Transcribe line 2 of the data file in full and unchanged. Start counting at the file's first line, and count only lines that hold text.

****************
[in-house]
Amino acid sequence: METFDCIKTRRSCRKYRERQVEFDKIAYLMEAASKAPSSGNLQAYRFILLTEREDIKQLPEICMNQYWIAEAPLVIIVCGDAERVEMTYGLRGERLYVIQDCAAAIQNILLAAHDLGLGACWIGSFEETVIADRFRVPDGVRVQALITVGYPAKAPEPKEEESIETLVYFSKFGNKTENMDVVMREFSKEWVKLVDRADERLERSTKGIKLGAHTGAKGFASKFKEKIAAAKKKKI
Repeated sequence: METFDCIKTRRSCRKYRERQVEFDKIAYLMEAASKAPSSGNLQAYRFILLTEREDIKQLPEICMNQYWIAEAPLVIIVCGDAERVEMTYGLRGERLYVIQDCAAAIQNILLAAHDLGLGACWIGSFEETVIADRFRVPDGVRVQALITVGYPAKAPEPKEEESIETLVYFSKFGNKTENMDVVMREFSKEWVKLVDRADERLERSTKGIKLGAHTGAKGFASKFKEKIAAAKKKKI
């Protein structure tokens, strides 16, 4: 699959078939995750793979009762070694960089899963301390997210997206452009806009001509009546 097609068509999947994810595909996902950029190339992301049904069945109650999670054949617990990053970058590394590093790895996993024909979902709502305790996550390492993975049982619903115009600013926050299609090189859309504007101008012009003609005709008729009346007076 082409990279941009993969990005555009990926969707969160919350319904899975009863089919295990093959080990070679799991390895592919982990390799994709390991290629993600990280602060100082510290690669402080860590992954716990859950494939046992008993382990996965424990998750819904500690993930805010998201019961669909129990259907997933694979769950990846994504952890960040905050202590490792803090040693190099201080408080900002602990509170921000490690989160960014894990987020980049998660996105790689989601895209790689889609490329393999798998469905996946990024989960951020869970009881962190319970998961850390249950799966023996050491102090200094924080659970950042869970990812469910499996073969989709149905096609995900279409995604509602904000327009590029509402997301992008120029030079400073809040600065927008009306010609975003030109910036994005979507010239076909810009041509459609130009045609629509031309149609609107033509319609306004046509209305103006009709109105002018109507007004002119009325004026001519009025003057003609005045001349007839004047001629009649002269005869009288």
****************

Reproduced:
Amino acid sequence: METFDCIKTRRSCRKYRERQVEFDKIAYLMEAASKAPSSGNLQAYRFILLTEREDIKQLPEICMNQYWIAEAPLVIIVCGDAERVEMTYGLRGERLYVIQDCAAAIQNILLAAHDLGLGACWIGSFEETVIADRFRVPDGVRVQALITVGYPAKAPEPKEEESIETLVYFSKFGNKTENMDVVMREFSKEWVKLVDRADERLERSTKGIKLGAHTGAKGFASKFKEKIAAAKKKKI